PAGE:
An advocate general at the European court of justice has ruled against a challenge to the UK’s compulsory retirement age.

Equality campaigners from Heyday – part of the charity Age Concern – had argued that forcing workers to retire at the age of 65 amounted to age discrimination and launched a legal battle to have the limit scrapped.

However, the advocate general insisted that a fixed retirement age does not contravene European Union equality laws and should therefore remain in place.

Around 260 cases are on hold in employment tribunals awaiting a ruling on the issue, according to the Employment Tribunals Service.

The decision, while not binding, is likely to come as a blow to those claiming compensation as it will be seen as a key indicator of the final view likely to be taken by the European court of justice later this year.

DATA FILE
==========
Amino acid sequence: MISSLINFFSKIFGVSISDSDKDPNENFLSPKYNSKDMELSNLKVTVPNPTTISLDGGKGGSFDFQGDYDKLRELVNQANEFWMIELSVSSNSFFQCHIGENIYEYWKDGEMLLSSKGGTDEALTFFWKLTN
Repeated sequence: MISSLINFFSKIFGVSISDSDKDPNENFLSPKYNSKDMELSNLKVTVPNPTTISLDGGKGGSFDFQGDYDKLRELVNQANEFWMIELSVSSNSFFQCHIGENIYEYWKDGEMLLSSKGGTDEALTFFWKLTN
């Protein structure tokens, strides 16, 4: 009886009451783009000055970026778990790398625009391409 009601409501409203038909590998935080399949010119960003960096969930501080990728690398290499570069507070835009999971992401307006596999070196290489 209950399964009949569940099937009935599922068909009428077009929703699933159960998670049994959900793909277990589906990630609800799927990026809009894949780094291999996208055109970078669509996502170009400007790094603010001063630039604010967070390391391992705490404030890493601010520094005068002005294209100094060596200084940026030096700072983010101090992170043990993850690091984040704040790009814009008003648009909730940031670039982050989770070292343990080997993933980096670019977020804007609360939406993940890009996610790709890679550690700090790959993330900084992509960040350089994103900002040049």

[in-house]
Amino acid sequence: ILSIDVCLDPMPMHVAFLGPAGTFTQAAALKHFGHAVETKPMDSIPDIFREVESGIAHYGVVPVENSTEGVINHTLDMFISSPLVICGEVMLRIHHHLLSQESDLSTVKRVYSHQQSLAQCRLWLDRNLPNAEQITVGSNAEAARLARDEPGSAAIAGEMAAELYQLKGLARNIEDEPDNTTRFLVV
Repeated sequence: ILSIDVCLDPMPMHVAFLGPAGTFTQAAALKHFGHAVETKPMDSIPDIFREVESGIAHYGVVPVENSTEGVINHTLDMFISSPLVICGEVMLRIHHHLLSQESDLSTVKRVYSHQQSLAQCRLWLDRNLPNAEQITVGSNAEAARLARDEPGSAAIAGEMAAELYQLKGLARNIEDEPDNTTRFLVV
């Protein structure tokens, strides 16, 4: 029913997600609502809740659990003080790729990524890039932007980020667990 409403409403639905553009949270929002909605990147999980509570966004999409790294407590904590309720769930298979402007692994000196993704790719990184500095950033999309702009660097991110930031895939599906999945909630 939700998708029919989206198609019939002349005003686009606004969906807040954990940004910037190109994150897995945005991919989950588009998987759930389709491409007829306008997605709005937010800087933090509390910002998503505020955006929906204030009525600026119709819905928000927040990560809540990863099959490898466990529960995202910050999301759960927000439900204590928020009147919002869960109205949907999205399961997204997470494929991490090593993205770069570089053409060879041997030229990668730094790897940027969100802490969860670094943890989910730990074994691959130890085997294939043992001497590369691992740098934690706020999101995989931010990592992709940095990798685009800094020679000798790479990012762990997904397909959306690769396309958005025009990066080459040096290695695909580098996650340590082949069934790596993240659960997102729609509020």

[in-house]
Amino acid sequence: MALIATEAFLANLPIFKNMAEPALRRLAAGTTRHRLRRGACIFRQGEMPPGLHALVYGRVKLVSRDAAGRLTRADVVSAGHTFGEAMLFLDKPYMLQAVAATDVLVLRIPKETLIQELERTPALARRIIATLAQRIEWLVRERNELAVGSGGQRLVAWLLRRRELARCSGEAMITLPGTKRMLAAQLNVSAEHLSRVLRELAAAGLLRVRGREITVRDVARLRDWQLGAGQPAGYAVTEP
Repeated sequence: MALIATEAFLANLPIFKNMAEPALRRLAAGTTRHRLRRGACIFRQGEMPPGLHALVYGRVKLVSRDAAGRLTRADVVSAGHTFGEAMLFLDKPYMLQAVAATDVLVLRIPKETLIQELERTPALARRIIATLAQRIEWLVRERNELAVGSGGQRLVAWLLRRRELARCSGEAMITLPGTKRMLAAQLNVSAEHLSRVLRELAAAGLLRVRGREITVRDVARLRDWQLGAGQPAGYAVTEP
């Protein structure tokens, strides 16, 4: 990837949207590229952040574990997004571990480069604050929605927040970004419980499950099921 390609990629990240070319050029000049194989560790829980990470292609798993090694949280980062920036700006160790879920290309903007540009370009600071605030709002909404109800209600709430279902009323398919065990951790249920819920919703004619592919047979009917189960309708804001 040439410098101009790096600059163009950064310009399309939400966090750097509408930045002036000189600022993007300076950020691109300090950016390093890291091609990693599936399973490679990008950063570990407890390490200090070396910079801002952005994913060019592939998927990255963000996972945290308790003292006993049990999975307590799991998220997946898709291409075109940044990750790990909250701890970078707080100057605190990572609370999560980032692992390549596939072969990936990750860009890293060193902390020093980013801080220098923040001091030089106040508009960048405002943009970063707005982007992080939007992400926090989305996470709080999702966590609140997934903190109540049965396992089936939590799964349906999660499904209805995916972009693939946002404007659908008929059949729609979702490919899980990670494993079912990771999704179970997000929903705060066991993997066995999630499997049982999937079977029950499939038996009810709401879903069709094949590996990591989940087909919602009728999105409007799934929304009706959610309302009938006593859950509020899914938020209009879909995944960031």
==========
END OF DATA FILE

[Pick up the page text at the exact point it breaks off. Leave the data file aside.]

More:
According to the Department for Business, Enterprise and Regulatory Reform, employers must, under retirement procedures introduced in October 2006, give staff advance notice of retirement and make it clear to them that they have the right to request to work longer.